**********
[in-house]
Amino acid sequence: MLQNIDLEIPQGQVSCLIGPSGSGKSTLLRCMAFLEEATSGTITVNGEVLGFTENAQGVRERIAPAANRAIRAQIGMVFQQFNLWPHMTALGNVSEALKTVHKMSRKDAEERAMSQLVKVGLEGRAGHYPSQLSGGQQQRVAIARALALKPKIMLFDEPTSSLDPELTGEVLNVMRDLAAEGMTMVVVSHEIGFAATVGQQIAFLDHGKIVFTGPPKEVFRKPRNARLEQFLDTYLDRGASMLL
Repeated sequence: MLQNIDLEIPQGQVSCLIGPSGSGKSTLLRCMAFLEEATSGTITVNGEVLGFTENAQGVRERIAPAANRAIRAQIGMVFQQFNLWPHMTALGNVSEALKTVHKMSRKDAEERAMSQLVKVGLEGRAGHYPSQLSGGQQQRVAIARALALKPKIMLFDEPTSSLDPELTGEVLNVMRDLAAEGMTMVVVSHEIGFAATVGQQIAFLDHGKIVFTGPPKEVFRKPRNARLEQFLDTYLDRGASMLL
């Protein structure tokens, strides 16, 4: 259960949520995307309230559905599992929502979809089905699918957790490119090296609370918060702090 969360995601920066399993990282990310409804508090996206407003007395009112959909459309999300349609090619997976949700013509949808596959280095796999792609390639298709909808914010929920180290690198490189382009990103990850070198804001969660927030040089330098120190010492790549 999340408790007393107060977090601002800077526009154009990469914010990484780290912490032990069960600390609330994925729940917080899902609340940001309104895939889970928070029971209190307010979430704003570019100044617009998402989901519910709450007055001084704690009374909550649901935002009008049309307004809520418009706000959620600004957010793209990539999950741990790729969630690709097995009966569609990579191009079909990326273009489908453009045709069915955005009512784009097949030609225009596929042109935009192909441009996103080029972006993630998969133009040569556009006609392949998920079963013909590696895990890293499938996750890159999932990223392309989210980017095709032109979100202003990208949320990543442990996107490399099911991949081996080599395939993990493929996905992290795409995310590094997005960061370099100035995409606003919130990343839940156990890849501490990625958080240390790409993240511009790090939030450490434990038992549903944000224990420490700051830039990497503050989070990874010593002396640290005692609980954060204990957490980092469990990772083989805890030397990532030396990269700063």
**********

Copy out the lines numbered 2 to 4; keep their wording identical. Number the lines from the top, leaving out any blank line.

Amino acid sequence: MLQNIDLEIPQGQVSCLIGPSGSGKSTLLRCMAFLEEATSGTITVNGEVLGFTENAQGVRERIAPAANRAIRAQIGMVFQQFNLWPHMTALGNVSEALKTVHKMSRKDAEERAMSQLVKVGLEGRAGHYPSQLSGGQQQRVAIARALALKPKIMLFDEPTSSLDPELTGEVLNVMRDLAAEGMTMVVVSHEIGFAATVGQQIAFLDHGKIVFTGPPKEVFRKPRNARLEQFLDTYLDRGASMLL
Repeated sequence: MLQNIDLEIPQGQVSCLIGPSGSGKSTLLRCMAFLEEATSGTITVNGEVLGFTENAQGVRERIAPAANRAIRAQIGMVFQQFNLWPHMTALGNVSEALKTVHKMSRKDAEERAMSQLVKVGLEGRAGHYPSQLSGGQQQRVAIARALALKPKIMLFDEPTSSLDPELTGEVLNVMRDLAAEGMTMVVVSHEIGFAATVGQQIAFLDHGKIVFTGPPKEVFRKPRNARLEQFLDTYLDRGASMLL
């Protein structure tokens, strides 16, 4: 259960949520995307309230559905599992929502979809089905699918957790490119090296609370918060702090 969360995601920066399993990282990310409804508090996206407003007395009112959909459309999300349609090619997976949700013509949808596959280095796999792609390639298709909808914010929920180290690198490189382009990103990850070198804001969660927030040089330098120190010492790549 999340408790007393107060977090601002800077526009154009990469914010990484780290912490032990069960600390609330994925729940917080899902609340940001309104895939889970928070029971209190307010979430704003570019100044617009998402989901519910709450007055001084704690009374909550649901935002009008049309307004809520418009706000959620600004957010793209990539999950741990790729969630690709097995009966569609990579191009079909990326273009489908453009045709069915955005009512784009097949030609225009596929042109935009192909441009996103080029972006993630998969133009040569556009006609392949998920079963013909590696895990890293499938996750890159999932990223392309989210980017095709032109979100202003990208949320990543442990996107490399099911991949081996080599395939993990493929996905992290795409995310590094997005960061370099100035995409606003919130990343839940156990890849501490990625958080240390790409993240511009790090939030450490434990038992549903944000224990420490700051830039990497503050989070990874010593002396640290005692609980954060204990957490980092469990990772083989805890030397990532030396990269700063």